The Washington Post

Anti-Obama protesters get racial in Arizona

Protesters outside President Obama's event in Arizona on Tuesday taunted the president over his race, with one labeling him "47 percent Negro" and others singing "Bye Bye Black Sheep," according to a report in the Arizona Republic.

Here's the paper's recap of the protests outside Desert Vista High School in Phoenix:

Obama foes at one point sang, "Bye Bye Black Sheep," a derogatory reference to the president's skin color, while protesters like Deanne Bartram raised a sign saying, "Impeach the Half-White Muslim!"

Many on both sides wore red, white and blue and carried small flags.

“It just kind of happened naturally,” said Michael Pomales of how the opposing sides separated. Pomales, an 18-year-old Ahwatukee Foothills resident who graduated in the spring from Desert Vista High, said he decided to join the protesters side “to spread a little love” as the crowds began shouting at each other.

Pomales said his response to people yelling for Obama to go back from where he came from is simple: “He’s a great man. He cares about what I care about, education, jobs. He’s our president. He’s an American.”

Deanna Bartram, a 17-year-old University of Arizona student from Black Canyon City, lashed out at people who call her racist for not supporting Obama. She believes Obama supporters use the “race card” against her because they disagree with her political message.

“Obama is ruining American values. He is ruining the Constitution. He needs to go back to where he came from because obviously, he is a liar,” she said. “I am not racist. I am part Indian. Obama’s half Black, half White.”

“He’s 47 percent Negro,” shouted Ron Enderle, a 77-year-old Chandler resident who said that he and his son served as Marines and his grandson is currently serving in the Marines.

Enderle criticized the president mishandling security at the U.S. Benghazi Embassy.

“My grandson is third generation Marine, and it bothers me to have this man as our commander in chief. I’m ashamed,” Enderle said.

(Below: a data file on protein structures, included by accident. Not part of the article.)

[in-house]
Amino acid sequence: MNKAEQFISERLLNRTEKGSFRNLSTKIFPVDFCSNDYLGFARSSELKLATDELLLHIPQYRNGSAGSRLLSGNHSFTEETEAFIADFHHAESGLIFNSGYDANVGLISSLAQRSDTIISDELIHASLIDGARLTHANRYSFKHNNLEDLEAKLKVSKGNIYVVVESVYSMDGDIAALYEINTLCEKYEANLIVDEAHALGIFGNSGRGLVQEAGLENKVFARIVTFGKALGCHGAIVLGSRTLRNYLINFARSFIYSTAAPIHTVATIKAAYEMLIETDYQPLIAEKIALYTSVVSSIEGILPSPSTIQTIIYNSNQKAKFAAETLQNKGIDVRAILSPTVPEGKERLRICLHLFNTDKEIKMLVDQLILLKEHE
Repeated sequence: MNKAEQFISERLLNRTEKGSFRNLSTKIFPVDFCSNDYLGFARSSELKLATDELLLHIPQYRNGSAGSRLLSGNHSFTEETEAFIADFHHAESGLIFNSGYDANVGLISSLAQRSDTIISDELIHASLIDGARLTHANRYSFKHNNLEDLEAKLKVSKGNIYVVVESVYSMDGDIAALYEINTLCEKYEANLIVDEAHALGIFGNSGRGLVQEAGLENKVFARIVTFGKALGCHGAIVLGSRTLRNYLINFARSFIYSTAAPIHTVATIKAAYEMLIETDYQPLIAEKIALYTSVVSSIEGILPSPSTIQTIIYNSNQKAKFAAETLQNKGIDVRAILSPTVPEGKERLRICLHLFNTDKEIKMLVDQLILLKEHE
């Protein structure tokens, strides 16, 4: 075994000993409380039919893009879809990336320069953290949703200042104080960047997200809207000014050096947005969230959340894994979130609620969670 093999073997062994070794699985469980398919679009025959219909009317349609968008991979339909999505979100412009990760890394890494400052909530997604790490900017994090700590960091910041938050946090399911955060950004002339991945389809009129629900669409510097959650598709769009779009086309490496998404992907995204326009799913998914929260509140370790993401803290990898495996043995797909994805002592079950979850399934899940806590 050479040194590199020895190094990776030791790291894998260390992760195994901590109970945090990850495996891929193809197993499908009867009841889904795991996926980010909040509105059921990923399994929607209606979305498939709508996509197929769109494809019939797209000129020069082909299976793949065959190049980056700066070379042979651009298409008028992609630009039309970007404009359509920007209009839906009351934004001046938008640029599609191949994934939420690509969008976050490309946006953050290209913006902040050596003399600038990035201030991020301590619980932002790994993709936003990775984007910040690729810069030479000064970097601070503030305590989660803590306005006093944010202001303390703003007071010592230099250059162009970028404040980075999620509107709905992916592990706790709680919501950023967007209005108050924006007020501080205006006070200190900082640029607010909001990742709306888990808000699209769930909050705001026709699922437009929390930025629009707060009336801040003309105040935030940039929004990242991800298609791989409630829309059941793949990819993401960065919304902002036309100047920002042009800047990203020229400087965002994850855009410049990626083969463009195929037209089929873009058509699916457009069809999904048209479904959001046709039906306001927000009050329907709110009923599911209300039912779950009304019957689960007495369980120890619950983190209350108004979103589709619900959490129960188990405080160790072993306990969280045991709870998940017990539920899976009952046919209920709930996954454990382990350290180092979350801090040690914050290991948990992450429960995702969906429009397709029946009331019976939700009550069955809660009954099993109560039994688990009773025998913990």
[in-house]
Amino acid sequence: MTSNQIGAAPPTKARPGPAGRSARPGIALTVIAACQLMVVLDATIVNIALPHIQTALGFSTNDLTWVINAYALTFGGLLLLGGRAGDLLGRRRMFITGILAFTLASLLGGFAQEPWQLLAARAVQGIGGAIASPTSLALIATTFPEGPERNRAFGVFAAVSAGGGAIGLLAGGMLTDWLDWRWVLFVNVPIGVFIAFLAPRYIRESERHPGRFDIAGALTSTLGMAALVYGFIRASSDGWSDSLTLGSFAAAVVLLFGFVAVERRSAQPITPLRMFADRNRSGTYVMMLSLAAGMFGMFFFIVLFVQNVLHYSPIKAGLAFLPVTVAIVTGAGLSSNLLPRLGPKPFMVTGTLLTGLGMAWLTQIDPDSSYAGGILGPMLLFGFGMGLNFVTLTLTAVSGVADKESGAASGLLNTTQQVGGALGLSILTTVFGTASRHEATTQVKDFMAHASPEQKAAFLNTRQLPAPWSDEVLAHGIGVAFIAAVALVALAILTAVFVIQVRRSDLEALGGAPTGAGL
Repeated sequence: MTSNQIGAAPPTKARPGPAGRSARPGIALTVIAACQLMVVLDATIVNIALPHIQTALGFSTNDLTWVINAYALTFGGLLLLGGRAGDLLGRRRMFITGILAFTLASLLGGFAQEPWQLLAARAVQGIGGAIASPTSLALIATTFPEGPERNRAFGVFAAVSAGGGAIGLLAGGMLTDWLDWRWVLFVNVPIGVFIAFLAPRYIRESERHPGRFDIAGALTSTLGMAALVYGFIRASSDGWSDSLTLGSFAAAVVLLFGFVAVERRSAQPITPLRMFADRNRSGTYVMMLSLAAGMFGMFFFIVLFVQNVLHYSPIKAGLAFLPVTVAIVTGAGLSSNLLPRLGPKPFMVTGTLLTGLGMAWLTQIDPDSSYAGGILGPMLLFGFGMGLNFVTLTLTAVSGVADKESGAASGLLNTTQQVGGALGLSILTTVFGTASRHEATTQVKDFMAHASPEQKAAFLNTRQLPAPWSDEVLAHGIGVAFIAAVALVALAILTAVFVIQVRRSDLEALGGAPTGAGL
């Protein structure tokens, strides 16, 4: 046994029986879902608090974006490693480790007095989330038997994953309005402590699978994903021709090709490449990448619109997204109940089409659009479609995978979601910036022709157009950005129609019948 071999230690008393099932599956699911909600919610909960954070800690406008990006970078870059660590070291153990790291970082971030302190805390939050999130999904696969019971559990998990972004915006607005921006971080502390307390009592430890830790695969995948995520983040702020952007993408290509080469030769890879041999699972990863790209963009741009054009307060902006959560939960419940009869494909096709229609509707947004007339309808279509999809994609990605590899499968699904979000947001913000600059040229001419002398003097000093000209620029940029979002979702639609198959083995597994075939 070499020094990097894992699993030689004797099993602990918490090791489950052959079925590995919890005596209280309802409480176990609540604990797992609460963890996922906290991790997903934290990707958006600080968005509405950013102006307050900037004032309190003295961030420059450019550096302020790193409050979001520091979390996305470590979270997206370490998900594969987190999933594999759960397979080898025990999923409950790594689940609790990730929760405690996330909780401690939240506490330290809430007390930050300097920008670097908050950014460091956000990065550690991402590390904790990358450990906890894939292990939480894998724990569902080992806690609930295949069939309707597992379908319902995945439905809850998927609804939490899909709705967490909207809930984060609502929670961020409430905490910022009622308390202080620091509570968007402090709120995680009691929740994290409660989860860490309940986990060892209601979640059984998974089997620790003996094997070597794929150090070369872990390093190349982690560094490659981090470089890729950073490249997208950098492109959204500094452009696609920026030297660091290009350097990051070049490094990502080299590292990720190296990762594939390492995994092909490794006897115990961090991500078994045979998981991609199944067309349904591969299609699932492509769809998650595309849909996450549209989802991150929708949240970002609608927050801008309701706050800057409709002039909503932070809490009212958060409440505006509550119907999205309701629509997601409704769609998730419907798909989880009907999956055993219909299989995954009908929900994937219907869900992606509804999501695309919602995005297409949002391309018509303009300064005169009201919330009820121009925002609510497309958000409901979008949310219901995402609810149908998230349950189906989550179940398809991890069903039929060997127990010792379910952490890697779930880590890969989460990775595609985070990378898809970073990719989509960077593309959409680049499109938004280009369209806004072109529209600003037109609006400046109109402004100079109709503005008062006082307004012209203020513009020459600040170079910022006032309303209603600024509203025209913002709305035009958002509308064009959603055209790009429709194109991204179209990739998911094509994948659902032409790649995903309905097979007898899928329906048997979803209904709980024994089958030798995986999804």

Judy Burris said that she blames Obama for racism in America reaching heights not seen since the 1960s Civil-Rights Era.

“We have gone back so many years,” she said. “He’s divided all the races. I hate him for that.”

She said that she brought her 12-year-old grandson Christian Cabrera to the protests because she thought it would be educational.

“He’s Mexican,” she said of her grandson.

Cabrera said he wanted to accompany his grandma “so I could protest about impeaching Obama.”

Aaron Blake covers national politics and writes regularly for The Fix.

The Freddie Gray case

Please provide a valid email address.

You’re all set!

Campaign 2016 Email Updates

Please provide a valid email address.

You’re all set!
Comments
Show Comments
The Republicans debated Saturday night. The New Hampshire primary is Feb. 9. Get caught up on the race.
Highlights from Saturday's GOP debate
Except for an eminent domain attack from Bush, Trump largely avoided strikes from other candidates.

Christie went after Rubio for never having been a chief executive and for relying on talking points.

Carson tried to answer a question on Obamacare by lamenting that he hadn't been asked an earlier question about North Korea.
The GOP debate in 3 minutes
Listen
Play Video
Quoted
We have all donors in the audience. And the reason they're booing me? I don't want their money!
Donald Trump, after the debate crowd at St. Anselm's College booed him for telling Jeb Bush to be "quiet."
Listen
Play Video
New Hampshire polling averages
Donald Trump holds a commanding lead in the next state to vote, but Marco Rubio has recently seen a jump in his support, according to polls.
New Hampshire polling averages
A victory in New Hampshire revitalized Hillary Clinton's demoralized campaign in 2008. But this time, she's trailing Bernie Sanders, from neighboring Vermont. She's planning to head Sunday to Flint, Mich., where a cost-saving decision led to poisonous levels of lead in the water of the poor, heavily black, rust-belt city. 
55% 38%
Upcoming debates
Feb. 11: Democratic debate

on PBS, in Wisconsin

Feb 13: GOP debate

on CBS News, in South Carolina

Feb. 25: GOP debate

on CNN, in Houston, Texas

Campaign 2016
State of the race

To keep reading, please enter your email address.

You’ll also receive from The Washington Post:
  • A free 6-week digital subscription
  • Our daily newsletter in your inbox

Please enter a valid email address

I have read and agree to the Terms of Service and Privacy Policy.

Please indicate agreement.

Thank you.

Check your inbox. We’ve sent an email explaining how to set up an account and activate your free digital subscription.